The advent of 2022 marked continued buoyancy for homebuyers within the property market, which has seen surging house values and frenzied sales dominate one of the most bizarre periods of our time. In 2021, first-time buyers had increased by more than a third, year on year – that’s a 35% rise to 409,370 new purchasers and the largest recorded leap in over 15 years.
However, the flipside of record prices, frenetic bargaining and pandemic lifestyle changes was the negative impact on many of those looking to make their first foray onto the property ladder. In January 2022, Halifax, the UK’s leading mortgage lender, revealed the average age for a first-time buyer’s home purchase had risen to 32 over the past year; over 30 for every region in the country.
The reality is that escalating house prices mean an even longer wait when it comes to owning your own home. The advantage gained by full stamp duty relief on homes worth up to £300,000, and with a reduced rate for homes valued up to £500,000, has certainly played a significant role for first-time buyers, but it’s the Help to Buy scheme that’s boosting the outlook for them today.
Almost 340,000 homes have been purchased using the government’s Help to Buy: Equity Loan scheme since it was launched in 2013. In 2021, new restrictions limited the scheme to first-time buyers only. The initiative will run until 2023 so there’s plenty of scope for many new borrowers to take advantage of Help to Buy yet, especially with the support of the Bank of England that’s currently considering how to ease mortgage affordability.
What’s Help to Buy and who qualifies for the equity loan scheme?
The Help to Buy: Equity Loan scheme is designed to help home buyers make a more affordable first home purchase by increasing the size of your deposit and making you eligible for a more attractive mortgage interest rate. The Help to Buy loan is taken out as a stake in your property so, as the value of your home rises, the sum you’ll need to pay back will increase in line with that rise. An up-to-date market valuation report from a chartered surveyor will determine the cost of any repayment you make.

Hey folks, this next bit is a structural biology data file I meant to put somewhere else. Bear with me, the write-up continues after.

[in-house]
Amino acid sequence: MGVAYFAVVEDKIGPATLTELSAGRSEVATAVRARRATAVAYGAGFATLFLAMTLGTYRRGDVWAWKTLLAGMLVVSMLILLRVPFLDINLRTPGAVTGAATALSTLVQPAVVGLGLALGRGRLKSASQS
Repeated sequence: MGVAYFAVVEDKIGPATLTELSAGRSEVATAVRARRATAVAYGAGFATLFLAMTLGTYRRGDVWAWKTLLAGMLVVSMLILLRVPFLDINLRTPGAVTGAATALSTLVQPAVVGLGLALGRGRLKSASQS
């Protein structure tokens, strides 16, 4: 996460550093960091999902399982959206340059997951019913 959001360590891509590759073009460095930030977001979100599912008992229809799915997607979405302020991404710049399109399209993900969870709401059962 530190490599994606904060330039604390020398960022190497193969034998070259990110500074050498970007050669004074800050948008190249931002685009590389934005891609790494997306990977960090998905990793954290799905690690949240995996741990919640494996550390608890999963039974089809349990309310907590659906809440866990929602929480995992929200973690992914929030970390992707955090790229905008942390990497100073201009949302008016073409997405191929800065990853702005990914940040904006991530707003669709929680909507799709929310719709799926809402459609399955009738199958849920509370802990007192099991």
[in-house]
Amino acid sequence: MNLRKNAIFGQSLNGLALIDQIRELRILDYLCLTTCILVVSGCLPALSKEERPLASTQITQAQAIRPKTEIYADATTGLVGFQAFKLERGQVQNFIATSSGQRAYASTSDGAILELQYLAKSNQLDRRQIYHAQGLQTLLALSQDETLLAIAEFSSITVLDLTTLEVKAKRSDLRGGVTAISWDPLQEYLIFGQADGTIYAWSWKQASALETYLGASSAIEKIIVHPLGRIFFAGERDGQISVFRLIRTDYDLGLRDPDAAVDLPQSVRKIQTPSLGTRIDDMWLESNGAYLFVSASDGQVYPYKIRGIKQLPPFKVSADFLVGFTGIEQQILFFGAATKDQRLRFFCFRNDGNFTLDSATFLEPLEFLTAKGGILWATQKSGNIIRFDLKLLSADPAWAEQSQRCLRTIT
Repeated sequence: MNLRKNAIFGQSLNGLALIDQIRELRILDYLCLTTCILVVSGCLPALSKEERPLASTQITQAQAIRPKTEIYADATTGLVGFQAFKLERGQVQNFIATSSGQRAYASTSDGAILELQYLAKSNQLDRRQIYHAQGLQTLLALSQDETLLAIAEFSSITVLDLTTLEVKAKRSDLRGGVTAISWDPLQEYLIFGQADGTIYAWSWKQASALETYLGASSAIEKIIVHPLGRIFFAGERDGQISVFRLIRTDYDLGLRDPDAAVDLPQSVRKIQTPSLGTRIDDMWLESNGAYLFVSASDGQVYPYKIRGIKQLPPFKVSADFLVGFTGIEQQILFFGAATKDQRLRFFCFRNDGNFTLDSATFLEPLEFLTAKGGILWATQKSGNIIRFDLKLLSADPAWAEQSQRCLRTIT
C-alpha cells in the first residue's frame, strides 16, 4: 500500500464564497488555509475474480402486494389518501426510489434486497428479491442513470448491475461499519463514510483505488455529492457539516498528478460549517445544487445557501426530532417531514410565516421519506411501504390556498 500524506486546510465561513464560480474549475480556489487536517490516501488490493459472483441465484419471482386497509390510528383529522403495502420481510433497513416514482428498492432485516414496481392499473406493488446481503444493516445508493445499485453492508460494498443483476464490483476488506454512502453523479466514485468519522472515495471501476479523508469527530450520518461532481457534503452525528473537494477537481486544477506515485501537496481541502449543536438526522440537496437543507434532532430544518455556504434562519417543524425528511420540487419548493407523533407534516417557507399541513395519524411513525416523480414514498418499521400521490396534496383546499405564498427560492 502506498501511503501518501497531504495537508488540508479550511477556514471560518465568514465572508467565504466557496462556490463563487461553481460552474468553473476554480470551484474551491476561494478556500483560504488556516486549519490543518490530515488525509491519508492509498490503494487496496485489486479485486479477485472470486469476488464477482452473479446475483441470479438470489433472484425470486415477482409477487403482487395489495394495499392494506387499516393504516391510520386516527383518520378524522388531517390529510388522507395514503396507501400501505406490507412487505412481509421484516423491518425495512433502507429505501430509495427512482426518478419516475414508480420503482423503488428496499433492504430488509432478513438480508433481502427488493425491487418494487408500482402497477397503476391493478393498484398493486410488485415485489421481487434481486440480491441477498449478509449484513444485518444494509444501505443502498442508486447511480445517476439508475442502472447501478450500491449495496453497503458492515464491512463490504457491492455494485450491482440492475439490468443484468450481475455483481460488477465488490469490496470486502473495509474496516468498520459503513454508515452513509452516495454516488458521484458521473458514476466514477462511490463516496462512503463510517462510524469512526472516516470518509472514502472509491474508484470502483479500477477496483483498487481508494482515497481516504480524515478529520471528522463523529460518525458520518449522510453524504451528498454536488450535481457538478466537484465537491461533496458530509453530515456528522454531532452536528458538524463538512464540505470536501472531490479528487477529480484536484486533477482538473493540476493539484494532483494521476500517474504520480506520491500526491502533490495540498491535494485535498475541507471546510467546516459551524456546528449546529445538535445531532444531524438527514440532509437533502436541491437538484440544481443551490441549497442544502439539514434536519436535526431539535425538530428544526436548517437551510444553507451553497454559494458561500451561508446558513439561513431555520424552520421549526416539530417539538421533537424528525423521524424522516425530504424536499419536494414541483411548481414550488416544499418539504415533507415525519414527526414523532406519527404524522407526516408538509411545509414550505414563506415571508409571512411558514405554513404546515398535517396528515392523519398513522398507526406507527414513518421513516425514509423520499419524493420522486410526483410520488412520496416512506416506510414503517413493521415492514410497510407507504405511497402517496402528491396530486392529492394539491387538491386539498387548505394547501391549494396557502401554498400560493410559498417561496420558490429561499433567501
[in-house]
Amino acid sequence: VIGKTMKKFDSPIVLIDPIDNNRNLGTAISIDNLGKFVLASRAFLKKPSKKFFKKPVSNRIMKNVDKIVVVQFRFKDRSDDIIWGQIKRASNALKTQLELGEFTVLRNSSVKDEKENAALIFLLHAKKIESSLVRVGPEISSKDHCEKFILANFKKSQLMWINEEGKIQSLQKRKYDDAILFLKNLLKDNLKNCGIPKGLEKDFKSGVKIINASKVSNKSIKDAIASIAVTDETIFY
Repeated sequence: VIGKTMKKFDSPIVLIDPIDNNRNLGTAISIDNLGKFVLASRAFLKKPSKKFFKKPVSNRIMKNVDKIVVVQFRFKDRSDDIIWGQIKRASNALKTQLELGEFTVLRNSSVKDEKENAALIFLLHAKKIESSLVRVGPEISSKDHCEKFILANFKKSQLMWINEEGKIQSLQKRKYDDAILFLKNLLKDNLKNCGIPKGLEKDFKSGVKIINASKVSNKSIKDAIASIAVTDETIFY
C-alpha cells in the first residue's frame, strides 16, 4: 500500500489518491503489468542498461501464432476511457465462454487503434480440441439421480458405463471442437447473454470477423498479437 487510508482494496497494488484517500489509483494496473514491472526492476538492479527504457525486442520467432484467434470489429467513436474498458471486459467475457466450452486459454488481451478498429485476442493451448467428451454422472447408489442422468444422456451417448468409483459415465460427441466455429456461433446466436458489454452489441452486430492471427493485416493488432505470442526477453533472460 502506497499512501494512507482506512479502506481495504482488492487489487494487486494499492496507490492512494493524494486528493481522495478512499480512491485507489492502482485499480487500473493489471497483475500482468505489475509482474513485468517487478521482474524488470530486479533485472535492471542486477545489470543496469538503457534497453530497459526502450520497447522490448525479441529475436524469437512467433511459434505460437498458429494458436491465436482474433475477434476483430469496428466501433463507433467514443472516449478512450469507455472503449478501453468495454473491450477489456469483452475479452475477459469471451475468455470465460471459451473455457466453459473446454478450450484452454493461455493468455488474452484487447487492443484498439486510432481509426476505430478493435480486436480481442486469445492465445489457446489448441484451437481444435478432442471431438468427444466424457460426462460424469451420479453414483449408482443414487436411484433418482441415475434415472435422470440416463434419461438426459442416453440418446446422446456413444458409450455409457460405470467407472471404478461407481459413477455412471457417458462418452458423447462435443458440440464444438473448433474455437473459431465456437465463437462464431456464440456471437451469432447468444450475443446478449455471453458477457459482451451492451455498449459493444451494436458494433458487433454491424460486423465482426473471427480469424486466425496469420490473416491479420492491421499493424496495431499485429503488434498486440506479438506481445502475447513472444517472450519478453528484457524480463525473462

Under the terms of the Help to Buy scheme, your first home must be a new-build property up to the value of £600,000. The property must be sold by a Help to Buy registered homebuilder and should be the only home you own and live in.
You’ll need to fund a minimum deposit of 5% of the purchase price of your first home and arrange a repayment mortgage of at least 25%. The equity loan will cover between 5% and 20% of the purchase price (40% in Greater London).
The great news is that a Help to Buy loan is completely interest-free for five years and, after that, an interest rate of 1.75% will be applied and will increase every year in April. Annual interest is spread over the year in monthly payments. If you want to avoid paying any interest at all, you’ll need to repay your loan – that cost will be determined by the current market value of the government’s stake in your home. You can also repay part or all of your Help to Buy loan early without any financial penalty.
All Help to Buy loans must be paid off in full at the end of the term, which is usually 25 years. You’ll also have to repay if when you sell your home or when you pay off your repayment mortgage in full.
How much can I borrow with the Help to Buy scheme?
New regional limits introduced in 2021 mean properties can’t cost more than 1.5 times the average first-time buyer house price in that area. Property purchase prices range from £186,100 in the North East to £600,000 in London. The maximum Help to Buy loan is 20% or £120,000, while in Greater London the maximum loan is 40% or £240,000.
However much you want to borrow, you’ll need to meet eligibility criteria and pass affordability tests to ensure you can afford any interest payments that may become due. There’s a monthly management fee of £1 that will need to be paid from the day you take out your Help to Buy loan until it’s all repaid.
What happens to my Help to Buy loan if I want to sell my home?
If you decide to sell your home, you’ll have to pay the equity loan percentage of your property’s market value – or the sale price you agree if that’s higher than its value.
How do I apply for a Help to Buy: Equity Loan?
You need to talk to the experts in Help to Buy mortgages! We have all the advice and support you need to access the most competitive Help to Buy mortgages available. We’ll talk you through the process and find a Help to Buy loan that will help you save money and get your first home purchase off to the very best start.
Call Charters Financial Services on 08454 500200 to get the ball rolling or, for more information read our expert guides here (https://www.chartersfinancialservices.co.uk/find-the-right-mortgage/help-to-buy/expert-guides/) or visit the government website here (https://www.gov.uk/help-to-buy-equity-loan).